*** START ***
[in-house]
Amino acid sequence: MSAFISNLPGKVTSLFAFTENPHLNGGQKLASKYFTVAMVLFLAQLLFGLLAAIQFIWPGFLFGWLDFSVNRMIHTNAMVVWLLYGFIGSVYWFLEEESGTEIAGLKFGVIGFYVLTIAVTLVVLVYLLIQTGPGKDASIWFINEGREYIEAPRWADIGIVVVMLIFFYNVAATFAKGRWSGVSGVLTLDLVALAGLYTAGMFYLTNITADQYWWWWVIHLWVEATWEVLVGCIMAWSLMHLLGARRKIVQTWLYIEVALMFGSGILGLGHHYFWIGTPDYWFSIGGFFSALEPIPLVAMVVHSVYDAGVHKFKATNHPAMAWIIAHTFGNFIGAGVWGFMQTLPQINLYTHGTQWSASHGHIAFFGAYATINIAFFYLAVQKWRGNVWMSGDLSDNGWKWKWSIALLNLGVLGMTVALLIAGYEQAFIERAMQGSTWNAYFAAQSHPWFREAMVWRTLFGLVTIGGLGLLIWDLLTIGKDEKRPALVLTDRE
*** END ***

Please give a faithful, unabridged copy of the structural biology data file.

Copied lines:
[in-house]
Amino acid sequence: MSAFISNLPGKVTSLFAFTENPHLNGGQKLASKYFTVAMVLFLAQLLFGLLAAIQFIWPGFLFGWLDFSVNRMIHTNAMVVWLLYGFIGSVYWFLEEESGTEIAGLKFGVIGFYVLTIAVTLVVLVYLLIQTGPGKDASIWFINEGREYIEAPRWADIGIVVVMLIFFYNVAATFAKGRWSGVSGVLTLDLVALAGLYTAGMFYLTNITADQYWWWWVIHLWVEATWEVLVGCIMAWSLMHLLGARRKIVQTWLYIEVALMFGSGILGLGHHYFWIGTPDYWFSIGGFFSALEPIPLVAMVVHSVYDAGVHKFKATNHPAMAWIIAHTFGNFIGAGVWGFMQTLPQINLYTHGTQWSASHGHIAFFGAYATINIAFFYLAVQKWRGNVWMSGDLSDNGWKWKWSIALLNLGVLGMTVALLIAGYEQAFIERAMQGSTWNAYFAAQSHPWFREAMVWRTLFGLVTIGGLGLLIWDLLTIGKDEKRPALVLTDRE